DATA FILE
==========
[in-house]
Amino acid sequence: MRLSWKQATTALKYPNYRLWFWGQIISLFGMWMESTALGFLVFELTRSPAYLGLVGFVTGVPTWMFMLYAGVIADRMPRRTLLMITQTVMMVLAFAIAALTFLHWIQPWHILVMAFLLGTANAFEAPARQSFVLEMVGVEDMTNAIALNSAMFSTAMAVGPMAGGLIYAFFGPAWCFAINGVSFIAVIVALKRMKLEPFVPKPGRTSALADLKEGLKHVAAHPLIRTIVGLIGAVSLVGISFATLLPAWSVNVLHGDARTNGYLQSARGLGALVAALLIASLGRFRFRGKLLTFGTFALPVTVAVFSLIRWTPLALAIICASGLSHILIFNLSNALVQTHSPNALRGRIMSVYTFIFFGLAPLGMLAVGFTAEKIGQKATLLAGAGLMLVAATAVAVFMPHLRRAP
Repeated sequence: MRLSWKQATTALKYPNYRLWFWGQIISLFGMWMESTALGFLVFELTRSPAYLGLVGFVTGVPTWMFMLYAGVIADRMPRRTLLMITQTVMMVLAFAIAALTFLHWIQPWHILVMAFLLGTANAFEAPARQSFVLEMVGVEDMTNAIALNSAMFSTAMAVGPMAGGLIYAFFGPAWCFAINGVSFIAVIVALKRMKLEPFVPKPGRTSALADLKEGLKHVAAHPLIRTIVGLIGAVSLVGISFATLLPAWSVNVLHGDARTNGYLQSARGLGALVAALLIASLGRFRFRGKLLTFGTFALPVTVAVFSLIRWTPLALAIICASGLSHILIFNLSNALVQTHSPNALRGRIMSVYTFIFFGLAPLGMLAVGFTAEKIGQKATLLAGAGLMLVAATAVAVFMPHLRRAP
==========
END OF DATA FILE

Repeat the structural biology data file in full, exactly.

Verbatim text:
[in-house]
Amino acid sequence: MRLSWKQATTALKYPNYRLWFWGQIISLFGMWMESTALGFLVFELTRSPAYLGLVGFVTGVPTWMFMLYAGVIADRMPRRTLLMITQTVMMVLAFAIAALTFLHWIQPWHILVMAFLLGTANAFEAPARQSFVLEMVGVEDMTNAIALNSAMFSTAMAVGPMAGGLIYAFFGPAWCFAINGVSFIAVIVALKRMKLEPFVPKPGRTSALADLKEGLKHVAAHPLIRTIVGLIGAVSLVGISFATLLPAWSVNVLHGDARTNGYLQSARGLGALVAALLIASLGRFRFRGKLLTFGTFALPVTVAVFSLIRWTPLALAIICASGLSHILIFNLSNALVQTHSPNALRGRIMSVYTFIFFGLAPLGMLAVGFTAEKIGQKATLLAGAGLMLVAATAVAVFMPHLRRAP
Repeated sequence: MRLSWKQATTALKYPNYRLWFWGQIISLFGMWMESTALGFLVFELTRSPAYLGLVGFVTGVPTWMFMLYAGVIADRMPRRTLLMITQTVMMVLAFAIAALTFLHWIQPWHILVMAFLLGTANAFEAPARQSFVLEMVGVEDMTNAIALNSAMFSTAMAVGPMAGGLIYAFFGPAWCFAINGVSFIAVIVALKRMKLEPFVPKPGRTSALADLKEGLKHVAAHPLIRTIVGLIGAVSLVGISFATLLPAWSVNVLHGDARTNGYLQSARGLGALVAALLIASLGRFRFRGKLLTFGTFALPVTVAVFSLIRWTPLALAIICASGLSHILIFNLSNALVQTHSPNALRGRIMSVYTFIFFGLAPLGMLAVGFTAEKIGQKATLLAGAGLMLVAATAVAVFMPHLRRAP